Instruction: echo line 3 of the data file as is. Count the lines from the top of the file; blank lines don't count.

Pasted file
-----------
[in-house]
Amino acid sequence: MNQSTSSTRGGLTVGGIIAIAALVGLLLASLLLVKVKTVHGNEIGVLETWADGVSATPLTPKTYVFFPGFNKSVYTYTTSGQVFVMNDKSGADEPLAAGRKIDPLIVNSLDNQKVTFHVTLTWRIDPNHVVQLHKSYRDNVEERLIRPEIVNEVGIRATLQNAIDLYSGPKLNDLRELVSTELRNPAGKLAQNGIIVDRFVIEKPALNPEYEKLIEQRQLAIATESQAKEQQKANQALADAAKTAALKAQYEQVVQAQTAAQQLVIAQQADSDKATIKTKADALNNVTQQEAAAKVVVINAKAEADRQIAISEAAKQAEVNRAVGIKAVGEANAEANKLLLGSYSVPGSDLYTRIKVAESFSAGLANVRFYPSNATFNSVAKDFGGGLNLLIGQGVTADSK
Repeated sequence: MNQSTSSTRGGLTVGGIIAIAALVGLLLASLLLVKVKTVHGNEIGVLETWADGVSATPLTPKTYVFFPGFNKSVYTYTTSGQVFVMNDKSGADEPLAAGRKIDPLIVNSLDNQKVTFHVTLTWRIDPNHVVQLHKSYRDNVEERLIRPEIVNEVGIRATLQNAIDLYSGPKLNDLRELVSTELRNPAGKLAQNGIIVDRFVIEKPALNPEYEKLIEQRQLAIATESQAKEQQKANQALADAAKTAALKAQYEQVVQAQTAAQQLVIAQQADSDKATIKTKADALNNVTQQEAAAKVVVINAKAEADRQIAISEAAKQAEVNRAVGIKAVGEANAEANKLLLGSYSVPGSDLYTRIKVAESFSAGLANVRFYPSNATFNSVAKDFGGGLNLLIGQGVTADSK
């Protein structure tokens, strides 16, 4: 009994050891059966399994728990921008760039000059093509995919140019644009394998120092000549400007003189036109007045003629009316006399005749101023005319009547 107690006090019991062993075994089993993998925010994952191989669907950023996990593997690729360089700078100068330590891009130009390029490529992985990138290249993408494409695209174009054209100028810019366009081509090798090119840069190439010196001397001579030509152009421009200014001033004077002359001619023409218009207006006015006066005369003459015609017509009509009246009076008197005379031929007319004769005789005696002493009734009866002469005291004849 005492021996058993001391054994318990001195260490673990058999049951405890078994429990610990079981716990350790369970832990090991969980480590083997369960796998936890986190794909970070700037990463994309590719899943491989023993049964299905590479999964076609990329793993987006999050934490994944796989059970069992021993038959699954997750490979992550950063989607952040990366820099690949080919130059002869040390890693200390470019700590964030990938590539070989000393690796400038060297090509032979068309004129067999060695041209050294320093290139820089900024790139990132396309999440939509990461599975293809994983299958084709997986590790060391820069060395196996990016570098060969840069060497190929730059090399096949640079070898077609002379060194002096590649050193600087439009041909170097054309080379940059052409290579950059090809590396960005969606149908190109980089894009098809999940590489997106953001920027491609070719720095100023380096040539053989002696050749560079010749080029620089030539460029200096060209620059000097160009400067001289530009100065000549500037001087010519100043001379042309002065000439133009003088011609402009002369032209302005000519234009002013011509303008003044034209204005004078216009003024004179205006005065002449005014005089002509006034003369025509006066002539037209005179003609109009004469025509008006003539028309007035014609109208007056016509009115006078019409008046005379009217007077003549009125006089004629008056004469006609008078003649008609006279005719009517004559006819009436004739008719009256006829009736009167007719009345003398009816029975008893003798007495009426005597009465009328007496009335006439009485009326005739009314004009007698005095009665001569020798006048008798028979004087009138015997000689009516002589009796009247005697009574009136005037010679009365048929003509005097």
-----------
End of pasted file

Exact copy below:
Repeated sequence: MNQSTSSTRGGLTVGGIIAIAALVGLLLASLLLVKVKTVHGNEIGVLETWADGVSATPLTPKTYVFFPGFNKSVYTYTTSGQVFVMNDKSGADEPLAAGRKIDPLIVNSLDNQKVTFHVTLTWRIDPNHVVQLHKSYRDNVEERLIRPEIVNEVGIRATLQNAIDLYSGPKLNDLRELVSTELRNPAGKLAQNGIIVDRFVIEKPALNPEYEKLIEQRQLAIATESQAKEQQKANQALADAAKTAALKAQYEQVVQAQTAAQQLVIAQQADSDKATIKTKADALNNVTQQEAAAKVVVINAKAEADRQIAISEAAKQAEVNRAVGIKAVGEANAEANKLLLGSYSVPGSDLYTRIKVAESFSAGLANVRFYPSNATFNSVAKDFGGGLNLLIGQGVTADSK